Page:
Chiloba Sets Cash Penalty For Kenyans Who Won't Register SIM Cards

  • Communications Authority's Director General Ezra Chiloba in his office on October 4, 2021.
    Communications Authority's Director General Ezra Chiloba in his office on October 4, 2021.
    Courtesy CA
  • The Communications Authority (CA) has set a cash penalty for Kenyans who will not register their SIM cards with their respective telecommunication service providers by April 15.

    Defending the move to impose a fine on subscribers who fail to register their SIM cards, CA Director General of Ezra Chiloba argued that registration is aimed at combating cybercrime and fraud in the digital space.

    In the latest move, the authority maintains that the regulations will be implemented and those in possession of unregistered SIM cards would face fines of up to Ksh300,000 or serve a jail term of six months or both.

    File image of a man on his phone
    File image of a man on his phone
    File

    "There would be no extension so those still dragging their feet should wake up to the reality and register with their respective telecom service providers or face permanent deactivation," Chiloba stated.

    The former Independent Electoral and Boundaries Commission (IEBC) Chief Executive Officer further instructed network operators to speed up the data cleanup exercise and deactivation of unregistered SIM cards.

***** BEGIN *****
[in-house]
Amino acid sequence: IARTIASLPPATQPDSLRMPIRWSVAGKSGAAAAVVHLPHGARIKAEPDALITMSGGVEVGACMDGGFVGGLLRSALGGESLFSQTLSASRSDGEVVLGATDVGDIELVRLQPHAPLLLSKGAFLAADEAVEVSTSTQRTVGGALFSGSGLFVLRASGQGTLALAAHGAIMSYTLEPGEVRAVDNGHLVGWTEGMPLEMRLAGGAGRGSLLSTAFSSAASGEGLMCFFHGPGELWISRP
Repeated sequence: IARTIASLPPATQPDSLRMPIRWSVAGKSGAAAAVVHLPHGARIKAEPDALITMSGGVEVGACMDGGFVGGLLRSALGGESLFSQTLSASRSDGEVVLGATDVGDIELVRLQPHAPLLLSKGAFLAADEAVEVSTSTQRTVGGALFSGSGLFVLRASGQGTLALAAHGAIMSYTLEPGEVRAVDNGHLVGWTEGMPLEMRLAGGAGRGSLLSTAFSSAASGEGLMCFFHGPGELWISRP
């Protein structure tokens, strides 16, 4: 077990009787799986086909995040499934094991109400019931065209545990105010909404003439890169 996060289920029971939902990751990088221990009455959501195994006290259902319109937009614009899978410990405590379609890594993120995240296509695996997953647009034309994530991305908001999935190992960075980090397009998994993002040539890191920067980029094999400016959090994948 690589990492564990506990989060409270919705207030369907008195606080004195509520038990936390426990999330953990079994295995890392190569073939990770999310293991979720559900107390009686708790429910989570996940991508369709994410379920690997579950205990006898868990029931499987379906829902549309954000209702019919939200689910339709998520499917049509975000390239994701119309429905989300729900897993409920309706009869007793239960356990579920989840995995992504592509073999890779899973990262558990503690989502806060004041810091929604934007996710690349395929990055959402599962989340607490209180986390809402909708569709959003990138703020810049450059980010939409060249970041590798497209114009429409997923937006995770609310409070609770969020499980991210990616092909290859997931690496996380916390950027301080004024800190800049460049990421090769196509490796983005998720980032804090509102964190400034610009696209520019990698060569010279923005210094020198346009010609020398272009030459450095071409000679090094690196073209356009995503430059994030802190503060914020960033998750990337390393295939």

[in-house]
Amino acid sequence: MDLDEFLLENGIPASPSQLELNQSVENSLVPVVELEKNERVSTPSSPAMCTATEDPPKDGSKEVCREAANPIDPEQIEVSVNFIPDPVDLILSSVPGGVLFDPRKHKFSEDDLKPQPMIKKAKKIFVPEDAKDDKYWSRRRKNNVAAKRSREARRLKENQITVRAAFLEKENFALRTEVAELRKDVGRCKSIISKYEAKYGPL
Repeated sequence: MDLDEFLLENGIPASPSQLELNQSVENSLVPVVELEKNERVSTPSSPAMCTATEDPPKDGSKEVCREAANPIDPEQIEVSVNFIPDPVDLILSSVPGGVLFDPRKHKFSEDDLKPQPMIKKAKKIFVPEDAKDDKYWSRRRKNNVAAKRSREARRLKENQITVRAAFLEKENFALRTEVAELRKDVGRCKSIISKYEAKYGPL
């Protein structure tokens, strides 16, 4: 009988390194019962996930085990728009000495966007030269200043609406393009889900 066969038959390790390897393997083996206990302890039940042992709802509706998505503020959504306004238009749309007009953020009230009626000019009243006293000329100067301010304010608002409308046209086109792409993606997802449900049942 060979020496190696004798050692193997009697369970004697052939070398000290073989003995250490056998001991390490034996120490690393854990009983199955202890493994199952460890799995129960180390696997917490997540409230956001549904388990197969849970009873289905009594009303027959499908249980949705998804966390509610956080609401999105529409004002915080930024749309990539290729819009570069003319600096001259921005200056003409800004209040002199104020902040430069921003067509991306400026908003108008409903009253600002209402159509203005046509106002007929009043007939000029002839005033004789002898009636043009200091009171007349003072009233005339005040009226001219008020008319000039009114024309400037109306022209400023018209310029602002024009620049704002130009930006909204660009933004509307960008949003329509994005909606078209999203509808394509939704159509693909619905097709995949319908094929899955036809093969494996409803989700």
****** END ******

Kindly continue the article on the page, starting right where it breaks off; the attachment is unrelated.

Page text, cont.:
SIM cards that have been inaccurately registered will also be targeted in the cleanup exercise.

    "We want before the end of April all the networks to be cleaned up by deactivating all unregistered and improperly registered SIM cards from the networks," Chiloba remarked.

    Defending the enforcement of fresh registration, Chiloba noted it will help join other countries that have proper data systems and promote efforts to avert cases of online crime that have been on the rise.

    "It means that criminals and even terrorists can use unregistered SIM cards for anonymity and avoiding detection by the authorities," he explained.

    In the registration exercise, mobile subscribers are expected to present their National Identification details and a photo, which is taken during the exercise that takes less than five minutes.

    The directive will also affect users with multiple SIM cards with no proper registration. This is in line with the latest push to enforce vigorous regulations by capturing biometric data of millions of subscribers.

    Those who are likely to be affected by the mass switch include those who registered their SIM cards between 2002 and 2015.

    "The regulations state that proper SIM card registration includes a photo ID, and since 2017 we have asked mobile service providers to comply, but they have not," CA stated.

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    A 2018 image of Kenyan youth perusing a phone.
    File
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